While the RKF techniques are recommended for careful approximations, the methods we've learned here, besides introducing the basic ideas, are also useful when you need rough approximations quickly. Being so simple, Euler's method and the improved Euler's method will run quicker than more accurate techniques. The physics model of many video games is implemented using these methods. To update the screen 60 times a second, you need to compute the position of many different objects as quickly as possible. And you just need things to look and feel right to the players; you don't need precise answers (for example, any error less than one pixel is irrelevant). In this situation, using Euler's method or the improved Euler's method is the best choice.

#### Exercises

Approximate $y(2)$ for each of the initial value problems using Euler's method, first with a step size of $h=.1$ and then with a step size of $h=.05$.- $\displaystyle\frac{dy}{dx}=2xy,\qquad y(0)=1$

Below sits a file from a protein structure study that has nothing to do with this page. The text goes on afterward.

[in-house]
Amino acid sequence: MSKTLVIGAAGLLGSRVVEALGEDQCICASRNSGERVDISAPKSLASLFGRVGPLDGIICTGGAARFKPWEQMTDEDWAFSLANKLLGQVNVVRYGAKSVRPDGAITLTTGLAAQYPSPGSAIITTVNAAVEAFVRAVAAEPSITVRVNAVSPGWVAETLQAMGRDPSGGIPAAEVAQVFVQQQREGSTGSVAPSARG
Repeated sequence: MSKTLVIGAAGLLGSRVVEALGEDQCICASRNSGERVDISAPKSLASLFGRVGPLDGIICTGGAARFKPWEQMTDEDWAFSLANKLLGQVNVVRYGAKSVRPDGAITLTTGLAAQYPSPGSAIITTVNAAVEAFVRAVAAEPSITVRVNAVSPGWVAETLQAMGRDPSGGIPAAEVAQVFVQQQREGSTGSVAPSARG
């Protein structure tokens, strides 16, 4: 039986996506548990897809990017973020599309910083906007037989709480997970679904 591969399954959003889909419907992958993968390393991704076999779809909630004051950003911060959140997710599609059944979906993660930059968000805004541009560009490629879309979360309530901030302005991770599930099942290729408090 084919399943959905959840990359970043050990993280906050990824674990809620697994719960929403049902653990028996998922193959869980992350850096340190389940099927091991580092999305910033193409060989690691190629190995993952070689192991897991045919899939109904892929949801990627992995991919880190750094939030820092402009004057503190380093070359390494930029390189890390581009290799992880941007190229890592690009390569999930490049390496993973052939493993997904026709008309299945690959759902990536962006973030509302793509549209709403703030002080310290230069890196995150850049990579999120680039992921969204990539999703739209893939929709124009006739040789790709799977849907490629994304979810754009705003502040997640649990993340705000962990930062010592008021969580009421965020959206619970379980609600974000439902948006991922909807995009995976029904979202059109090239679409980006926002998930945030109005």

- $\displaystyle\frac{dy}{dx}=3y,\qquad y(0)=1$
- $\displaystyle\frac{dy}{dx}=\frac{x-y}{x+2y},\qquad y(0)=1$
- $\displaystyle\frac{dy}{dx}=\frac{x^2-2xy}{x^2+2y^2},\qquad y(0)=-1$
- $\displaystyle\frac{dy}{dx}=y+x,\qquad y(0)=1$
- $\displaystyle\frac{dy}{dx}=x-y,\qquad y(0)=2$

- $\displaystyle\frac{dy}{dx}=2xy,\qquad y(0)=1$
- $\displaystyle\frac{dy}{dx}=3y,\qquad y(0)=1$
- $\displaystyle\frac{dy}{dx}=\frac{x-y}{x+2y},\qquad y(0)=1$
- $\displaystyle\frac{dy}{dx}=\frac{x^2-2xy}{x^2+2y^2},\qquad y(0)=-1$
- $\displaystyle\frac{dy}{dx}=y+x,\qquad y(0)=1$
- $\displaystyle\frac{dy}{dx}=x-y,\qquad y(0)=2$

- $\displaystyle\frac{dy}{dx}=2xy,\qquad y(0)=1$
- $\displaystyle\frac{dy}{dx}=3y,\qquad y(0)=1$
- $\displaystyle\frac{dy}{dx}=\frac{x-y}{x+2y},\qquad y(0)=1$
- $\displaystyle\frac{dy}{dx}=\frac{x^2-2xy}{x^2+2y^2},\qquad y(0)=-1$
- $\displaystyle\frac{dy}{dx}=y+x,\qquad y(0)=1$
- $\displaystyle\frac{dy}{dx}=x-y,\qquad y(0)=2$

If you have any problems with this page, please contact bennett@math.ksu.edu.

©2010, 2014 Andrew G. Bennett